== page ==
Wiring light on a chip like electronic circuits, integrated photonics provides a promising long-term solution for increasing demands for data transmission bandwidth and energy efficiency of computing and communication systems. A photonic integrated circuit (PIC) combining many light-controlling components into a single chip, similar to complementary metal oxide semiconductor (CMOS) chips that have revolutionized the electronics industry, offers great advantages in terms of speed, bandwidth, reliability, scalability, power consumption, and etc. In order to fully exploit the benefits of PICs in free-space applications, it is crucial to have an interface that can flexibly control light when it converts between guided and free-space modes. However, conventional coupling techniques such as edge couplers and surface gratings have limited functionalities and lack of the capability to complete control over light. Although arrays of gratings can achieve more advanced functions, such as off-chip beam steering, focusing, and holographic image construction, they have large footprints and suffer from loss due to the existence of high-order diffractions. Therefore, there is a strong demand for a unified approach to achieve complex free-space optical functions on PICs. The major goal of the proposed program is to develop a hybrid architecture where metasurfaces – ultrathin artificial surfaces which manipulate light by locally imposing abrupt changes to optical properties through engineered sub-wavelength structures also known as meta-atoms – are directly driven by guided waves to realize complex free-space functions. The proposed program will include closely integrated educational activities (such as developing a new course on nanophotonics) designed to stimulate undergraduate and graduate students to pursue engineering career by exposing them to the exciting development of nanophotonic devices solving important societal problems in optical computing, communication, and networking. Besides, nanophotonic cloud computing tools will be developed that are free-to-run in web browsers without the need for powerful workstations that will be especially beneficial for economically disadvantaged research communities worldwide. Furthermore, outreach activities, such as organizing fun exhibitions of optics effects, will also be provided to promote the interests and participations of K-12 teachers and students in local schools and public libraries.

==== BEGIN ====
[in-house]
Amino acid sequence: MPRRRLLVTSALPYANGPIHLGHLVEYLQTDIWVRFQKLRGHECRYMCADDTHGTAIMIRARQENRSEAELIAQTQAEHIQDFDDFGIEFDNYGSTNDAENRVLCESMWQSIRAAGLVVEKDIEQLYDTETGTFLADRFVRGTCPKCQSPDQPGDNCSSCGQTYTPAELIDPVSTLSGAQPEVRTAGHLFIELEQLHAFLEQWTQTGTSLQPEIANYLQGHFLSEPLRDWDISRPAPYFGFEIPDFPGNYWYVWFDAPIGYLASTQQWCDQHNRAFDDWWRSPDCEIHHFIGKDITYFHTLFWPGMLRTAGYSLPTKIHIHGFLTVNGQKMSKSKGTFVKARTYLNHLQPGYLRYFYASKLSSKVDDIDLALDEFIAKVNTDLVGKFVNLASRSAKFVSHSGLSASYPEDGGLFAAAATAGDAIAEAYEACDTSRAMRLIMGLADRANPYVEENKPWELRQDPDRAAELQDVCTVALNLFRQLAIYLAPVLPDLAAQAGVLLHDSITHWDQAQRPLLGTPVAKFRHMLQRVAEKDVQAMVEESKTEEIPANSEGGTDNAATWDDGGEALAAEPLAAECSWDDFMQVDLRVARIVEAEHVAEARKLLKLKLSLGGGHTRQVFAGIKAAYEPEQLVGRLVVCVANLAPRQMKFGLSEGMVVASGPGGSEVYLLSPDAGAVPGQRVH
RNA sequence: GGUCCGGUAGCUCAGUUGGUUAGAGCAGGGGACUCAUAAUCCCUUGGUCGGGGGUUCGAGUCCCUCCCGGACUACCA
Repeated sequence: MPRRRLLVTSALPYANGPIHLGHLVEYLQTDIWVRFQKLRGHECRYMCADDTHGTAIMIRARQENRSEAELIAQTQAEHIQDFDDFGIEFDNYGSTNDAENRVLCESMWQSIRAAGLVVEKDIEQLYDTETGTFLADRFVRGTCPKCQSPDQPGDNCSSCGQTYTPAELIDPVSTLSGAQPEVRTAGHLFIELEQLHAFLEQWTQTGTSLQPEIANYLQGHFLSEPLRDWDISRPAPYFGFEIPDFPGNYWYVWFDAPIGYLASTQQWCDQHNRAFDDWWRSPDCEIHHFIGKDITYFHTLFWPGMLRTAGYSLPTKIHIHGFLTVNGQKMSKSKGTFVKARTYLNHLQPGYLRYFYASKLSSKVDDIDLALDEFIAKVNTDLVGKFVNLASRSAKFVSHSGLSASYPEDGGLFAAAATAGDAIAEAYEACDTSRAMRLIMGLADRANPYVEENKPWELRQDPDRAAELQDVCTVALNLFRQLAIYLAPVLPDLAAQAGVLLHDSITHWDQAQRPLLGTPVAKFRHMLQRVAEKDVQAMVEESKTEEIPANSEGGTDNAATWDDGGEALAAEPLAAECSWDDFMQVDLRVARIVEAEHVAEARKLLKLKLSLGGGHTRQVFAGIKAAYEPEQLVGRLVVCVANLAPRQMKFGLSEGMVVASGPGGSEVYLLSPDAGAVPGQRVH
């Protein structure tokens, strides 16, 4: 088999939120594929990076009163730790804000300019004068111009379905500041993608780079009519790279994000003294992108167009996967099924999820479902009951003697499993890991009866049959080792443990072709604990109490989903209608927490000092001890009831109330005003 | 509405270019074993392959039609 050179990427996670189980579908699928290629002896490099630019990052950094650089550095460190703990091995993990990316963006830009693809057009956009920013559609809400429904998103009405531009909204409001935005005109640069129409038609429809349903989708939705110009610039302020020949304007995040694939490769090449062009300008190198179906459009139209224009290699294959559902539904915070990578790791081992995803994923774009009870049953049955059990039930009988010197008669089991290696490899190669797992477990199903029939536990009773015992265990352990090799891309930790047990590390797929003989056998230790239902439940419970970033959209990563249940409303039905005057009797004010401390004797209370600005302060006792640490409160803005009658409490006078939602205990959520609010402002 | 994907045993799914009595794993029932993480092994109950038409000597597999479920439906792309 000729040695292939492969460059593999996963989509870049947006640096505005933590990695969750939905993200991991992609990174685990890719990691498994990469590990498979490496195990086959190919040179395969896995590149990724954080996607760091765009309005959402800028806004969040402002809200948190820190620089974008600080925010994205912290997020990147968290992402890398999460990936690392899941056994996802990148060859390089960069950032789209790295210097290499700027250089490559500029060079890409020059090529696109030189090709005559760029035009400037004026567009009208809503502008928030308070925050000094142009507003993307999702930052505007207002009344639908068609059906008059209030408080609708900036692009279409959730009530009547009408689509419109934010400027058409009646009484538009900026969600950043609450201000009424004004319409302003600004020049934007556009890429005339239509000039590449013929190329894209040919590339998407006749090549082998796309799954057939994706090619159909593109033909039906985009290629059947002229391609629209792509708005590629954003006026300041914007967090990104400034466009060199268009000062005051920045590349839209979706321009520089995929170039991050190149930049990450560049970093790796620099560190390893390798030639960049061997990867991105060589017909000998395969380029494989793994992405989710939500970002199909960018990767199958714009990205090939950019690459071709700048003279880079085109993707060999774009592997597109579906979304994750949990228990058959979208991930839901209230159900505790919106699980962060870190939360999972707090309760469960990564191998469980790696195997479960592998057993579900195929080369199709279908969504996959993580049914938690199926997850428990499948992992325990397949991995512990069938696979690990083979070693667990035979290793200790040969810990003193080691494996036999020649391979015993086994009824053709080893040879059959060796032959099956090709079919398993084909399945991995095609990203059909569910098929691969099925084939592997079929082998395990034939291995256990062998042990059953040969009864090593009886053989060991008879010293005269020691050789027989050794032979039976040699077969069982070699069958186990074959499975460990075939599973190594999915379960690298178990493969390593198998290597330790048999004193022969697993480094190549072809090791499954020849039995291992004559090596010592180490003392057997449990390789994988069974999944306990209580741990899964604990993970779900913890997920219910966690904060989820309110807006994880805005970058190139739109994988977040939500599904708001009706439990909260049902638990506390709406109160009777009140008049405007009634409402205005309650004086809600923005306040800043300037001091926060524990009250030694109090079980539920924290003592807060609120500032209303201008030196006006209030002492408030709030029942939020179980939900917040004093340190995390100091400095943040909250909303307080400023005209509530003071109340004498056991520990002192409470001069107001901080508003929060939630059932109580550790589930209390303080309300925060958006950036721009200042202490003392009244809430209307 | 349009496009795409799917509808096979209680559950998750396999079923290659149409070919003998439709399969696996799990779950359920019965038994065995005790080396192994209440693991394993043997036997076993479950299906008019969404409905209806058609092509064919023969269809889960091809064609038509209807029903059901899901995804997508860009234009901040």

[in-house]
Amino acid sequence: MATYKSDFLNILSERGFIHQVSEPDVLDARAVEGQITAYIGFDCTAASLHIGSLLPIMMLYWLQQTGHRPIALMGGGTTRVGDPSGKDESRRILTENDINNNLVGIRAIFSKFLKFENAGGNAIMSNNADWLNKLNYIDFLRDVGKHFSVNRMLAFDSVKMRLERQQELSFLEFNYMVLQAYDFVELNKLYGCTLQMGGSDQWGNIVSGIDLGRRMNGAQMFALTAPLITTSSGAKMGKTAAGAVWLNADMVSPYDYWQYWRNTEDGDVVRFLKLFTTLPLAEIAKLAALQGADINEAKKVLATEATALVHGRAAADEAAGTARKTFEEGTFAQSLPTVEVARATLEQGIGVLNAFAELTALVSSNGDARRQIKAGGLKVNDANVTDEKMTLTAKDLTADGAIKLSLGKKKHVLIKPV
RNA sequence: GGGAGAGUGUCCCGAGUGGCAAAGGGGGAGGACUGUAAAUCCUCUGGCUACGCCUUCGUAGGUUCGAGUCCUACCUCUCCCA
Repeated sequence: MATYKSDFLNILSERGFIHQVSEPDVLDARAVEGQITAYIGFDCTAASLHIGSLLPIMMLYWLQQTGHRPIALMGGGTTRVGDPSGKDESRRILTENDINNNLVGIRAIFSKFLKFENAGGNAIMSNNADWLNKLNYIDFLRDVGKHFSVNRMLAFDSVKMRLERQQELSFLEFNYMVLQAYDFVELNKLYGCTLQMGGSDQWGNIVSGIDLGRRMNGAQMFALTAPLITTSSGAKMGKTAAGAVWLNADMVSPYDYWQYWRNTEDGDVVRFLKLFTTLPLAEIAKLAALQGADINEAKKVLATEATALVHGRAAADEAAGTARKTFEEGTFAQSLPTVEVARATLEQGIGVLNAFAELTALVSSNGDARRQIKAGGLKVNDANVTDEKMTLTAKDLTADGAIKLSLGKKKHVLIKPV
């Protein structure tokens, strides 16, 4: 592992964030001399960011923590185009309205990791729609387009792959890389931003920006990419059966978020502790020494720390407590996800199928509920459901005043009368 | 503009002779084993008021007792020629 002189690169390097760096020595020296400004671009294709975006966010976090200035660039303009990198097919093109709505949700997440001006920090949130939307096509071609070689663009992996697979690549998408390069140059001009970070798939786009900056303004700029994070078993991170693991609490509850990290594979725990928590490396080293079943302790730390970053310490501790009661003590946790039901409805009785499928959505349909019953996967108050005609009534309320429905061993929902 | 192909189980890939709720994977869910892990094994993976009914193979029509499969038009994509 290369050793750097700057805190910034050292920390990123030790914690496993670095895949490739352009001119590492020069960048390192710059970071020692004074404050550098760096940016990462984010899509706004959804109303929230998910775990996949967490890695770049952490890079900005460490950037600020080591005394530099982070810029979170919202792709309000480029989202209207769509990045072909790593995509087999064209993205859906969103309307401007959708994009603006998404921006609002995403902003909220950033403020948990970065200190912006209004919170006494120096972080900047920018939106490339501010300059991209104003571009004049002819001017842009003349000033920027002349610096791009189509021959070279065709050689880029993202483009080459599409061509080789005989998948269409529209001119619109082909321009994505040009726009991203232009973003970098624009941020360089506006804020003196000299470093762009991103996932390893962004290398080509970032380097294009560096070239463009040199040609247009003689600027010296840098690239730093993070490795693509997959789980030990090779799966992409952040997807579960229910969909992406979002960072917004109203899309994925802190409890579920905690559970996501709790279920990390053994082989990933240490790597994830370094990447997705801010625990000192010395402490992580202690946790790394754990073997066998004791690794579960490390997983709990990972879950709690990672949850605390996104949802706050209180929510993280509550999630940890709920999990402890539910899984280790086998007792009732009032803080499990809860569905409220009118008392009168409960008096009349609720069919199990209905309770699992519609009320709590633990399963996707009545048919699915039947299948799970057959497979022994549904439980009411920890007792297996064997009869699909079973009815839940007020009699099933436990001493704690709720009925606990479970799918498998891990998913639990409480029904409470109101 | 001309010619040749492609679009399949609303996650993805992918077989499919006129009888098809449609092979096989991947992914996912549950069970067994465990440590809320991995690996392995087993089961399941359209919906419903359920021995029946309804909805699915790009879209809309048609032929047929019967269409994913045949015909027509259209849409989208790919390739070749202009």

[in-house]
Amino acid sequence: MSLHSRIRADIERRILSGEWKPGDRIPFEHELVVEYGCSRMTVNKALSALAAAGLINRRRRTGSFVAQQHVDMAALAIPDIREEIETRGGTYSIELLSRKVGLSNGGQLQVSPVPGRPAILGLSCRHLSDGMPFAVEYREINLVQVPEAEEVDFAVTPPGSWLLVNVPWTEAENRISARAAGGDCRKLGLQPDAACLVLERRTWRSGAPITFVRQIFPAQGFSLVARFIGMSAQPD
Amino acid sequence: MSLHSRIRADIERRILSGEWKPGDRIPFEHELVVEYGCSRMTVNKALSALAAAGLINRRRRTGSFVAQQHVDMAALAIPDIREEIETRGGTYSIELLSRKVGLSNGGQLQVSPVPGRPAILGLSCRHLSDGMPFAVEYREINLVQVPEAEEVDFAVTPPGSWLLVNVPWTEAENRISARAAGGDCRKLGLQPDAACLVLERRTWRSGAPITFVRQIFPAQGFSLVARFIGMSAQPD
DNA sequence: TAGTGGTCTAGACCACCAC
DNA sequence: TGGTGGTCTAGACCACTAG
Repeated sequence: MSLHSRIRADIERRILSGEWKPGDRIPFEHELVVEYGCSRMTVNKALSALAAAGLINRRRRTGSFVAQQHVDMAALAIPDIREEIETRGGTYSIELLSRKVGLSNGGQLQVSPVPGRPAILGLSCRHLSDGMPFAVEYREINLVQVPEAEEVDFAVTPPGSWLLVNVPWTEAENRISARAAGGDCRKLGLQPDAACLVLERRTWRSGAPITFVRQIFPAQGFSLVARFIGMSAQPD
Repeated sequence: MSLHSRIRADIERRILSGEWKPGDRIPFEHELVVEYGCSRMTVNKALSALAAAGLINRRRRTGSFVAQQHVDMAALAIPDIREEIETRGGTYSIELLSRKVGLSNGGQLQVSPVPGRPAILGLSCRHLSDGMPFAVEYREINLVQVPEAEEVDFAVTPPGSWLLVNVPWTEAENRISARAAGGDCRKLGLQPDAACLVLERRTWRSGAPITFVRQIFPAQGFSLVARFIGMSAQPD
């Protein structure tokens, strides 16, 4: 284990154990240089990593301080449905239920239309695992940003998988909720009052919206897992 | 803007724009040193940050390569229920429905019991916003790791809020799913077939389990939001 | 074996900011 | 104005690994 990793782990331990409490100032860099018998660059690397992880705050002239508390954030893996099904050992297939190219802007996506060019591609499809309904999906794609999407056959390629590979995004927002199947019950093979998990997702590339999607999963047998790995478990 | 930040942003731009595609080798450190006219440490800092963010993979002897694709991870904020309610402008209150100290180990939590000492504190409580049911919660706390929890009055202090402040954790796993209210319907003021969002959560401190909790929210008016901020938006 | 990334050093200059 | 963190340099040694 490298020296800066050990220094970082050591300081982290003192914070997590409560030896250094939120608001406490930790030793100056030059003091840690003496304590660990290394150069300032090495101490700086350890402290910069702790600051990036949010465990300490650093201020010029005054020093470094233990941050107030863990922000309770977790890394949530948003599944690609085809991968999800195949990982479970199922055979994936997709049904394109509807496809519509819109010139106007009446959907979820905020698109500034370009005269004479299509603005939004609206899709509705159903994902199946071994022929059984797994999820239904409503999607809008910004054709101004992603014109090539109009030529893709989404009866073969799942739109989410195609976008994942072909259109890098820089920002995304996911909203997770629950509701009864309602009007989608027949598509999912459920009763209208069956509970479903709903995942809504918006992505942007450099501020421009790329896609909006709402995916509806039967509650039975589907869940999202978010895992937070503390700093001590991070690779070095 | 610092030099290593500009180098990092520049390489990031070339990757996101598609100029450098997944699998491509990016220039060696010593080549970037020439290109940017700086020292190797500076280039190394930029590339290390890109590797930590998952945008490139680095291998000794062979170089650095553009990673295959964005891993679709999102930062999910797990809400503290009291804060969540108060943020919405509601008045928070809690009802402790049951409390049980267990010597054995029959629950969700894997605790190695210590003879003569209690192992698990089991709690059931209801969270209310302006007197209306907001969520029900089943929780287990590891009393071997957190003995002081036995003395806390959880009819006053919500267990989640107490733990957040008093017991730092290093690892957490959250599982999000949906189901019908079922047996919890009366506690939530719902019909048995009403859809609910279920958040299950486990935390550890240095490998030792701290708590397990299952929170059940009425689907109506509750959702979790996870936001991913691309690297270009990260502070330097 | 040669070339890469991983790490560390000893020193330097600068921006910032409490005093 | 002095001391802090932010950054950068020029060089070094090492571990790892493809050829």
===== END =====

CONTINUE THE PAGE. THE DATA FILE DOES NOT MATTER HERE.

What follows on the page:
The overarching goal of this research program is to combine two powerful, complimentary technologies – the integrated photonics and the metasurface – together to develop a new architecture where metasurfaces are directly driven by the guided waves in PICs for realizing complex optical functions. The meta-atom building blocks with sizes much smaller than the optical wavelength will be placed on top of photonic integrated components. Through the metasurfaces consisting of such meta-atoms, the guided light can be molded to any desired complex light fields in free space or in PICs. The proposed research will establish a theory, design, material synthesis, and device nanofabrication platform and provide a complete photonic integrated route for complete light control. Tremendous benefits will be offered by the proposed hybrid architecture: (1) metasurfaces that are driven directly by guided waves in PICs; (2) light can be routed to different metasurfaces performing multiple complex functions on a single waveguide; and (3) PICs are now empowered with the ability to control light at the subwavelength scale. The technology will pave new exciting ways for building multifunctional photonic integrated devices with flexible access to free space and lead to a large spectrum of novel applications particularly where the grand challenges of the system size, weight, and power, performance are concerned.
This award reflects NSF's statutory mission and has been deemed worthy of support through evaluation using the Foundation's intellectual merit and broader impacts review criteria.
|Effective start/end date
|4/1/21 → 3/31/26
- National Science Foundation: $500,000.00